Can Alzheimer's Lead to Legal Incapacitation?

It is important to understand that a diagnosis of dementia does not necessarily mean that a person is legally incapacitated. Even if someone has mild cognitive impairment or any type of dementia, they can still have legal capacity if they can comprehend the nature and consequences of their decisions. I have had clients in my office who can clearly express what they want at the moment, but may forget what they told me the next day or even in the next hour. This does not mean that they are unable to create legal documents.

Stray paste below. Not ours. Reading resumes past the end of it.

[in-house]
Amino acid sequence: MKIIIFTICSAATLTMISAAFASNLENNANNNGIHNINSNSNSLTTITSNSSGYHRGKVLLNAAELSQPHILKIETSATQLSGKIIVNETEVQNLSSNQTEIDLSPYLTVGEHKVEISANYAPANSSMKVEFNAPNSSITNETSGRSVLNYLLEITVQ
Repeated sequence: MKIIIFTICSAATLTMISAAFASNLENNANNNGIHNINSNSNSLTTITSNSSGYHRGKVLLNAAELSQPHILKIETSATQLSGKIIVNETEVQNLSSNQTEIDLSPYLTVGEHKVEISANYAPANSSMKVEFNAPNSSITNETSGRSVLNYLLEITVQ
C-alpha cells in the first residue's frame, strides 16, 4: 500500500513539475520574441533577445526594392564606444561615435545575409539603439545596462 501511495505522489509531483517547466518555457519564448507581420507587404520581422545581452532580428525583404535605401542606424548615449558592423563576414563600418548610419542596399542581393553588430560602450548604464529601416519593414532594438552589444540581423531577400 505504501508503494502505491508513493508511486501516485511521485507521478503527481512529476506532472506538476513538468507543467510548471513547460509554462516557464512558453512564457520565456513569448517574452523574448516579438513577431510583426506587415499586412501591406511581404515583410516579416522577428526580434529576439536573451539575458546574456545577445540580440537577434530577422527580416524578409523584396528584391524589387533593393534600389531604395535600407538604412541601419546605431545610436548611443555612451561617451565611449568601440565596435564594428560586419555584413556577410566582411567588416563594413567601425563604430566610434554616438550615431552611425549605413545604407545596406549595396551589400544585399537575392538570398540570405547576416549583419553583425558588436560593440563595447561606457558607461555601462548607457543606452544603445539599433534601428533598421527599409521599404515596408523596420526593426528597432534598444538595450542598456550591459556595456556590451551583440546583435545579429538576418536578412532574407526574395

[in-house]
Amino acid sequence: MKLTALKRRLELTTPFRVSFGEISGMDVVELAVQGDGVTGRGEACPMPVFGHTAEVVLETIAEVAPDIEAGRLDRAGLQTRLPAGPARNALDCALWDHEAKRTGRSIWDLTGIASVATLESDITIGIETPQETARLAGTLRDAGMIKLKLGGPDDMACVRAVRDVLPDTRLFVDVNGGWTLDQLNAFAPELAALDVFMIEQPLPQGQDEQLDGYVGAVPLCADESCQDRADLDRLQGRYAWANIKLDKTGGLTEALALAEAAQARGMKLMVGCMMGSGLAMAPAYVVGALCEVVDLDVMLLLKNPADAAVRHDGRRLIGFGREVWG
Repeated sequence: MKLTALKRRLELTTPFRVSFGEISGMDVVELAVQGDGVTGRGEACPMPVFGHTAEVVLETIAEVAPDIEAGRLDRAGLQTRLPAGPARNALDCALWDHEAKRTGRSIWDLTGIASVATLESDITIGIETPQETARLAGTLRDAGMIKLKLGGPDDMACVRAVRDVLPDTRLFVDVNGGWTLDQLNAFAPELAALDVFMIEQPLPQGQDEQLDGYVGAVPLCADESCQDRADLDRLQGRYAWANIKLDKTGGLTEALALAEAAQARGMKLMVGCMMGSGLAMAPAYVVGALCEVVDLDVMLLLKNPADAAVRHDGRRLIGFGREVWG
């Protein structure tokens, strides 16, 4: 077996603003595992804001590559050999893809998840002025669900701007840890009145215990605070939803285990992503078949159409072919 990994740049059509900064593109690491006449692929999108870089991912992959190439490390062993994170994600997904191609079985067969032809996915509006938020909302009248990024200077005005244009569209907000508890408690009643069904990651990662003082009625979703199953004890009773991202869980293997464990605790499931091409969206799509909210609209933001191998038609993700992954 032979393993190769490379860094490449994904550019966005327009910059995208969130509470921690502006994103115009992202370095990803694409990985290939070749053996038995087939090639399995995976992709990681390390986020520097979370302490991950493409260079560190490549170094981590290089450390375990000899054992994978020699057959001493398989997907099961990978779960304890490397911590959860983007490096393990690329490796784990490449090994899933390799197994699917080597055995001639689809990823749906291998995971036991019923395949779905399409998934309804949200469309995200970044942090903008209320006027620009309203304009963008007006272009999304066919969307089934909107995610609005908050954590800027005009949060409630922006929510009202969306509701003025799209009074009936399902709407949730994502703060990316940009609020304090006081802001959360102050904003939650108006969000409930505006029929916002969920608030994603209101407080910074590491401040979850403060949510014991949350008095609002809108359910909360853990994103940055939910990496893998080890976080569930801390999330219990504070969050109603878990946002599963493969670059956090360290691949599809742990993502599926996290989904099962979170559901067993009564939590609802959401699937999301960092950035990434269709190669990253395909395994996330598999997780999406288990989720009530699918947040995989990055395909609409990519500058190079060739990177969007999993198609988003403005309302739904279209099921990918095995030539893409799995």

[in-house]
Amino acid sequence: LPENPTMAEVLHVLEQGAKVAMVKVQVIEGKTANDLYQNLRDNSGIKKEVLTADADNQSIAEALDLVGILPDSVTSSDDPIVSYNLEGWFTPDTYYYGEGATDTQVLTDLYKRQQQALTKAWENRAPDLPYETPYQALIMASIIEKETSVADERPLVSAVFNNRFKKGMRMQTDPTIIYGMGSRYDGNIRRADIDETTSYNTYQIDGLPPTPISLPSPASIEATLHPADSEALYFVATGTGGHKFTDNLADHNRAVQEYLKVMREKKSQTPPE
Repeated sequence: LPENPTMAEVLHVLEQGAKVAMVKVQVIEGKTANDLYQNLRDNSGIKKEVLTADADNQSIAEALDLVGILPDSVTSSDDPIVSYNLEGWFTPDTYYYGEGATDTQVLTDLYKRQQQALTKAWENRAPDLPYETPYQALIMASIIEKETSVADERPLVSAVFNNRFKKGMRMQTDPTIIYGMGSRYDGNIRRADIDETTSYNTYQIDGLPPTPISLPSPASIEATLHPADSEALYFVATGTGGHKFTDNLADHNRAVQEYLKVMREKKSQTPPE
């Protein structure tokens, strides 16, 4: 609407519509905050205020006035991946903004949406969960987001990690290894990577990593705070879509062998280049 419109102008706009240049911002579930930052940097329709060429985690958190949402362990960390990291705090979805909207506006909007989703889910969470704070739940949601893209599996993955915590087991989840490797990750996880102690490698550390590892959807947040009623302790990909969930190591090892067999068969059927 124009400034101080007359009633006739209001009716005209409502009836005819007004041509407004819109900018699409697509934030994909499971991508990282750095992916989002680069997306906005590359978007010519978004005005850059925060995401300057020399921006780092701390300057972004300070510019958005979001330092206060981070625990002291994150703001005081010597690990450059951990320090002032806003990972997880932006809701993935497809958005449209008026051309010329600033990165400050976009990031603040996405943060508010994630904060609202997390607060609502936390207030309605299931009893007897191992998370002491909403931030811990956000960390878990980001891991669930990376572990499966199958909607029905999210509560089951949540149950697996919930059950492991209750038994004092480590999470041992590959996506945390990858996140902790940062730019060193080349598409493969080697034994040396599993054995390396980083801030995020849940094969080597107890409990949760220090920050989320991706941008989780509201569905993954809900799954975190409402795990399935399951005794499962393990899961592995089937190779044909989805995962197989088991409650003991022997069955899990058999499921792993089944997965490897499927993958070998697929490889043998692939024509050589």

In the later stages of dementia, clients may still be able to discuss a power of attorney or health care directive, but may not pass the cognitive test needed to write a will. People with dementia may lose their mental capacity and be unable to make some decisions. The Mental Capacity Act is the law in England and Wales that safeguards people who lack the capacity to make a decision. A person is usually considered legally incapacitated when two doctors have done tests and examined the patient and submitted certificates of incompetence.